|First Coat of Shellac|
I am also deeply in love with the first generation of time pieces, from 1650-1700. During this period, I imagine it was like when Jobs introduced the iphone. Before we had one, we didn't need it. Once we got one, we wondered how we lived without it. That is what it must have been like back then.
Before 1650 there was no real accurate way to measure time. Knowing what time it was meant that you were within an hour or so of the real time, and that was fine. However, once the pendulum clock was perfected, by adjusting the length of the bob by a slight amount, you could accurately determine the time to the minute. Where would we be today without that invention?
These "new" clocks were so important that the clockmakers searched out cabinetmakers to make cases which justified the expense and verified the importance of their work. The last two decades of the 17th century saw the most highly decorated clock cases ever made, and I am sure they commanded a place of importance in the rich man's home, announcing to the world that he was a "modern" man, who knew what time it was.
|Only Missing Glass and Mounts|
It has "hands" which are strangely attached to the "face" (strange). The works rest on the "cheeks" of the side boards. The average height of the "face" is at eye level with the average person. The top case is a "bonnet" which of course represents the hat covering the face and protecting the works. The "backboard" is similar to the spine, in that it holds the clock upright and straight.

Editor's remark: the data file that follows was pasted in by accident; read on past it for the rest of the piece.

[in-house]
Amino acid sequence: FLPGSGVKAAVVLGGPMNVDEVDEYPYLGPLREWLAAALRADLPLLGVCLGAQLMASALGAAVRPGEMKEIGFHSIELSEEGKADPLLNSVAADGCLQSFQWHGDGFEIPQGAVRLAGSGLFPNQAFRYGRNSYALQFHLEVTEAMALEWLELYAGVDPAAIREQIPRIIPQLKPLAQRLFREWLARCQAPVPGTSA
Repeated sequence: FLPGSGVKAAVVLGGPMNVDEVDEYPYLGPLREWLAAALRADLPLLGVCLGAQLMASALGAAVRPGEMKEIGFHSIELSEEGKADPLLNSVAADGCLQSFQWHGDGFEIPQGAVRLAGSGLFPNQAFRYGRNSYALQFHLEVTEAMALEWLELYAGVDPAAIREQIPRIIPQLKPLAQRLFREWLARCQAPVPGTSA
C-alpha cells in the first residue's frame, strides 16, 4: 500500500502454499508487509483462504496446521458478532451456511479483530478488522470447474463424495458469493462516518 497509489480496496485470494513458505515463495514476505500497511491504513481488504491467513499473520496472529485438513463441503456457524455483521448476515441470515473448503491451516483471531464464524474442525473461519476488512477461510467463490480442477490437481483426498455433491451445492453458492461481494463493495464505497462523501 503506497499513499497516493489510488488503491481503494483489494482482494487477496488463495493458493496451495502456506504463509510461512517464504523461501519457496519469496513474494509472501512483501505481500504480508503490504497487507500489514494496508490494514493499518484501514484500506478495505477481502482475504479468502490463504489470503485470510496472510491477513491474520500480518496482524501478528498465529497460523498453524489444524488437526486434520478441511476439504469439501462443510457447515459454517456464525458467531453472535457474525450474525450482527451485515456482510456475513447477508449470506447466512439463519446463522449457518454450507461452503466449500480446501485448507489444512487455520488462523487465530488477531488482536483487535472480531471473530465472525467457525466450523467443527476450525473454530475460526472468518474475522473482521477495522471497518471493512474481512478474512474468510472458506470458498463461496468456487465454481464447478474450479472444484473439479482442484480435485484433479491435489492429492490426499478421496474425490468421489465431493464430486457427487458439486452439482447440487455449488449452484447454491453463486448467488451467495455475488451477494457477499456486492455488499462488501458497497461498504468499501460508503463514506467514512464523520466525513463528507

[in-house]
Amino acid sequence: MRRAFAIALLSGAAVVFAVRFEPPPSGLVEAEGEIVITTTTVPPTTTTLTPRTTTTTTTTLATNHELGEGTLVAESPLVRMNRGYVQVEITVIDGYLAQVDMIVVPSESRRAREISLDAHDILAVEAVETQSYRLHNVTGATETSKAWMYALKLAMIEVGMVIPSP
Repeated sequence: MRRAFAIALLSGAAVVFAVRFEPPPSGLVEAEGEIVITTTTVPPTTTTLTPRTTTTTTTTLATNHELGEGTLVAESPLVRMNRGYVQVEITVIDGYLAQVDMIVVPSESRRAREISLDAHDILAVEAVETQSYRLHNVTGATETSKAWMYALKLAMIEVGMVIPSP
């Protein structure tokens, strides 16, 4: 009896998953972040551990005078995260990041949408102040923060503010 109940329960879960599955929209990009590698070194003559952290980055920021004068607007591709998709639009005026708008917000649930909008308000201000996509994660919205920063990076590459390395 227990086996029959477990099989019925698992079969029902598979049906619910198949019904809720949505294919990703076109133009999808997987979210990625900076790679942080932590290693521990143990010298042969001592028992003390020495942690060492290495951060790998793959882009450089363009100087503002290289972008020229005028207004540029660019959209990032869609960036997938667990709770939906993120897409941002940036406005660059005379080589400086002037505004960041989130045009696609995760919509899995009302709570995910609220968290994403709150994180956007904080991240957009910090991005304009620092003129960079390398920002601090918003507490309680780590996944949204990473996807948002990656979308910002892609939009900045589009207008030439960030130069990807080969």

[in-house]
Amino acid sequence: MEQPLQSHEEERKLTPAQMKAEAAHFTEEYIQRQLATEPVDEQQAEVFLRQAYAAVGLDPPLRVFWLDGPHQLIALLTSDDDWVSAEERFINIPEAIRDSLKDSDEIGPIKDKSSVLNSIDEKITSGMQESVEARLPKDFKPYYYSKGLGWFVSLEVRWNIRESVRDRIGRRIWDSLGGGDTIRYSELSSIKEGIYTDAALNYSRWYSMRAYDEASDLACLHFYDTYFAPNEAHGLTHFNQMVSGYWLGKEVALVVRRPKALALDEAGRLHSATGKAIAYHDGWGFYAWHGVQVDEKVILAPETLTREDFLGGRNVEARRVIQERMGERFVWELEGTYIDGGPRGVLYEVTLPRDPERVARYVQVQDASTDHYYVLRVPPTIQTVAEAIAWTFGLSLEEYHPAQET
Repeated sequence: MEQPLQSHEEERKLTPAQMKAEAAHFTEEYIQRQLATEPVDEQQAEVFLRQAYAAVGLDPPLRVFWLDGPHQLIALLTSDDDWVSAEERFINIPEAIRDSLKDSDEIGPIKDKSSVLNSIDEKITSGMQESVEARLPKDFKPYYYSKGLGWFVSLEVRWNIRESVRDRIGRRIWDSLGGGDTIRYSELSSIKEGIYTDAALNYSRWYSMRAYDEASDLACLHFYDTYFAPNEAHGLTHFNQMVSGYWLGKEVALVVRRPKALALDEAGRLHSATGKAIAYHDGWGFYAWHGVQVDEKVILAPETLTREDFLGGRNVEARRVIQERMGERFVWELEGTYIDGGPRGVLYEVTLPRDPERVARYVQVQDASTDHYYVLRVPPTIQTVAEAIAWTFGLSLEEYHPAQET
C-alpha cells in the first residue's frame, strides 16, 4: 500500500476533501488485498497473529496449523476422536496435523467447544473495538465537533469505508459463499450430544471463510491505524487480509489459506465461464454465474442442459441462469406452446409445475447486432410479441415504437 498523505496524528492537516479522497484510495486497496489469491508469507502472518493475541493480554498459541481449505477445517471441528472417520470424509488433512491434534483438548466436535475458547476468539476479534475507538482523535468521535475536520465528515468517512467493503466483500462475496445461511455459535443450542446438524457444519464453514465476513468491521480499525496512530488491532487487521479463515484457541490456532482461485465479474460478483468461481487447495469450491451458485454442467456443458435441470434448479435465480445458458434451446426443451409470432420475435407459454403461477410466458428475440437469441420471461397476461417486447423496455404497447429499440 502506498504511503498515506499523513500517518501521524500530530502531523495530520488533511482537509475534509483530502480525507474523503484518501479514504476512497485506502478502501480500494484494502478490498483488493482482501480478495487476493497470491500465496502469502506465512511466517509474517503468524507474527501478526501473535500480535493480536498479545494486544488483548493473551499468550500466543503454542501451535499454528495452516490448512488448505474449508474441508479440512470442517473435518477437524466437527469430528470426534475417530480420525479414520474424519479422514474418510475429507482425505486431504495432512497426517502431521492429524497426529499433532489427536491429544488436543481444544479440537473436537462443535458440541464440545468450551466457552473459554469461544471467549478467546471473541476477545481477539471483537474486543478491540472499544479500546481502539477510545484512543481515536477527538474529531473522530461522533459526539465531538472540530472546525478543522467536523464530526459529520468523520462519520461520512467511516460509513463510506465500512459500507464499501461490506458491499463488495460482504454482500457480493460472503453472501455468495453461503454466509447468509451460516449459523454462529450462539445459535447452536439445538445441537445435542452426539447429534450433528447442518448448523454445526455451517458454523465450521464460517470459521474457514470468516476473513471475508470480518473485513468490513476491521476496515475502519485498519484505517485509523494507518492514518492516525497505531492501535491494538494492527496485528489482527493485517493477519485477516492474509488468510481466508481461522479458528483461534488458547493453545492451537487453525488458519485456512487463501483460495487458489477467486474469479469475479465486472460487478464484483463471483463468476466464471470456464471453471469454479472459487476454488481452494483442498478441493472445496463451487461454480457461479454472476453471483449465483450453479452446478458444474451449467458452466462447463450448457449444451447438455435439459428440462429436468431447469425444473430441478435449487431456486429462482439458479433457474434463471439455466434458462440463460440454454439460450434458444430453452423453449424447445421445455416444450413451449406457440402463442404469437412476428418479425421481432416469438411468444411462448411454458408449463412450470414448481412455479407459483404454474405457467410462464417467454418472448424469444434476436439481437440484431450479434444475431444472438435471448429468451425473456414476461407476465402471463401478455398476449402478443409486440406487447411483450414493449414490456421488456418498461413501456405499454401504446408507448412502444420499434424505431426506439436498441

To regulate the clock, you set the "beat" which is analogous to a heartbeat.
A tall case clock requires regular attention to operate fully. Without human support it stops. That means that every week or month the owner needs to adjust it and reset the weights. No other piece of furniture requires regular attention to survive. It is like owning a pet; you need to feed it often to keep it alive.
I am comforted by the sound of the ticking and reminded every hour of the passing of time, when I am near one of these wonderful objects. It reminds me that I, too, am human, and my time is measured and finite. I should make the best of it while I am able.
That is why I am leaving tomorrow for a well deserved vacation at my cabin on the Madison River in Montana. Leaving time behind and following the stars.
|Blue Birds of Happiness|